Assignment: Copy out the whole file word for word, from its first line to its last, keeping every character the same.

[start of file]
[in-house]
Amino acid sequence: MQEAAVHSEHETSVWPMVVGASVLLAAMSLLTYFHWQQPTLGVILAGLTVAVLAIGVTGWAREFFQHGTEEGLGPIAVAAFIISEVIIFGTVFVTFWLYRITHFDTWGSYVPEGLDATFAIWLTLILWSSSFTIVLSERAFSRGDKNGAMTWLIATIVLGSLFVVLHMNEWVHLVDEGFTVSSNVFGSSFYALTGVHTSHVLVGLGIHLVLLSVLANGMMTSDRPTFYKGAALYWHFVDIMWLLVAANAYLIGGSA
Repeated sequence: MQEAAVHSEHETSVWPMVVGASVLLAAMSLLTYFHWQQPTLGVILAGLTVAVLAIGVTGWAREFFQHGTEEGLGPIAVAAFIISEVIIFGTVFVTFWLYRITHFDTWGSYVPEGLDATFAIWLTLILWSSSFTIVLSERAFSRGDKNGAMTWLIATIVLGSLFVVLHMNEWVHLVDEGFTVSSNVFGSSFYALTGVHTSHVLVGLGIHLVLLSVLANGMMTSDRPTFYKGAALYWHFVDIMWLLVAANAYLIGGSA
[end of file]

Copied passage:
[in-house]
Amino acid sequence: MQEAAVHSEHETSVWPMVVGASVLLAAMSLLTYFHWQQPTLGVILAGLTVAVLAIGVTGWAREFFQHGTEEGLGPIAVAAFIISEVIIFGTVFVTFWLYRITHFDTWGSYVPEGLDATFAIWLTLILWSSSFTIVLSERAFSRGDKNGAMTWLIATIVLGSLFVVLHMNEWVHLVDEGFTVSSNVFGSSFYALTGVHTSHVLVGLGIHLVLLSVLANGMMTSDRPTFYKGAALYWHFVDIMWLLVAANAYLIGGSA
Repeated sequence: MQEAAVHSEHETSVWPMVVGASVLLAAMSLLTYFHWQQPTLGVILAGLTVAVLAIGVTGWAREFFQHGTEEGLGPIAVAAFIISEVIIFGTVFVTFWLYRITHFDTWGSYVPEGLDATFAIWLTLILWSSSFTIVLSERAFSRGDKNGAMTWLIATIVLGSLFVVLHMNEWVHLVDEGFTVSSNVFGSSFYALTGVHTSHVLVGLGIHLVLLSVLANGMMTSDRPTFYKGAALYWHFVDIMWLLVAANAYLIGGSA